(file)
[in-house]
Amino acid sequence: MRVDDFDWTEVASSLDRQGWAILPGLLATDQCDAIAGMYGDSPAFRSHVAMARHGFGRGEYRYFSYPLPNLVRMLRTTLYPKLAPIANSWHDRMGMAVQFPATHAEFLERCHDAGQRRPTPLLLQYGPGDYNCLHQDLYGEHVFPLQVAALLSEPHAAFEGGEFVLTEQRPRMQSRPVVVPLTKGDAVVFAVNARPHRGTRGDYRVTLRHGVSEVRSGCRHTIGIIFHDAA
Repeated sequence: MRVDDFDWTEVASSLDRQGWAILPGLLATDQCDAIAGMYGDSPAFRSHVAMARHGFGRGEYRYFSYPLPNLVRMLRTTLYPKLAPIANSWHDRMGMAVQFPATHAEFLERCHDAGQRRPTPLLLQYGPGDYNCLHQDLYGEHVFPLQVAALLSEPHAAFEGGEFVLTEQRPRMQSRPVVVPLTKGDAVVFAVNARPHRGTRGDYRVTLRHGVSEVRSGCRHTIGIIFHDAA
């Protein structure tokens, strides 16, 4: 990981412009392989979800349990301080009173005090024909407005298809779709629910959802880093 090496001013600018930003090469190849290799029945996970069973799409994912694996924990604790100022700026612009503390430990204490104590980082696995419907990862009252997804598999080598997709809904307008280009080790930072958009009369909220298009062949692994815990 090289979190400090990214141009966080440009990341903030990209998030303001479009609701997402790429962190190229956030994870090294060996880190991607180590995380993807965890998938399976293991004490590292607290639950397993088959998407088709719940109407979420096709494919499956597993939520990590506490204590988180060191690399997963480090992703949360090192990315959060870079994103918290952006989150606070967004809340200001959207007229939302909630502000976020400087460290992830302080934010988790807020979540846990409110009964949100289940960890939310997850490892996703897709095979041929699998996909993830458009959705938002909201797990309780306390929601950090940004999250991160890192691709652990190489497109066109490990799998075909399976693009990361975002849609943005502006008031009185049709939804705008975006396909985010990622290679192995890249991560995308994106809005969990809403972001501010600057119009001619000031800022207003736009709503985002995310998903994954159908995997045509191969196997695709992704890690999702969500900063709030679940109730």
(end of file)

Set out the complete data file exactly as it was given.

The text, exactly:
[in-house]
Amino acid sequence: MRVDDFDWTEVASSLDRQGWAILPGLLATDQCDAIAGMYGDSPAFRSHVAMARHGFGRGEYRYFSYPLPNLVRMLRTTLYPKLAPIANSWHDRMGMAVQFPATHAEFLERCHDAGQRRPTPLLLQYGPGDYNCLHQDLYGEHVFPLQVAALLSEPHAAFEGGEFVLTEQRPRMQSRPVVVPLTKGDAVVFAVNARPHRGTRGDYRVTLRHGVSEVRSGCRHTIGIIFHDAA
Repeated sequence: MRVDDFDWTEVASSLDRQGWAILPGLLATDQCDAIAGMYGDSPAFRSHVAMARHGFGRGEYRYFSYPLPNLVRMLRTTLYPKLAPIANSWHDRMGMAVQFPATHAEFLERCHDAGQRRPTPLLLQYGPGDYNCLHQDLYGEHVFPLQVAALLSEPHAAFEGGEFVLTEQRPRMQSRPVVVPLTKGDAVVFAVNARPHRGTRGDYRVTLRHGVSEVRSGCRHTIGIIFHDAA
């Protein structure tokens, strides 16, 4: 990981412009392989979800349990301080009173005090024909407005298809779709629910959802880093 090496001013600018930003090469190849290799029945996970069973799409994912694996924990604790100022700026612009503390430990204490104590980082696995419907990862009252997804598999080598997709809904307008280009080790930072958009009369909220298009062949692994815990 090289979190400090990214141009966080440009990341903030990209998030303001479009609701997402790429962190190229956030994870090294060996880190991607180590995380993807965890998938399976293991004490590292607290639950397993088959998407088709719940109407979420096709494919499956597993939520990590506490204590988180060191690399997963480090992703949360090192990315959060870079994103918290952006989150606070967004809340200001959207007229939302909630502000976020400087460290992830302080934010988790807020979540846990409110009964949100289940960890939310997850490892996703897709095979041929699998996909993830458009959705938002909201797990309780306390929601950090940004999250991160890192691709652990190489497109066109490990799998075909399976693009990361975002849609943005502006008031009185049709939804705008975006396909985010990622290679192995890249991560995308994106809005969990809403972001501010600057119009001619000031800022207003736009709503985002995310998903994954159908995997045509191969196997695709992704890690999702969500900063709030679940109730």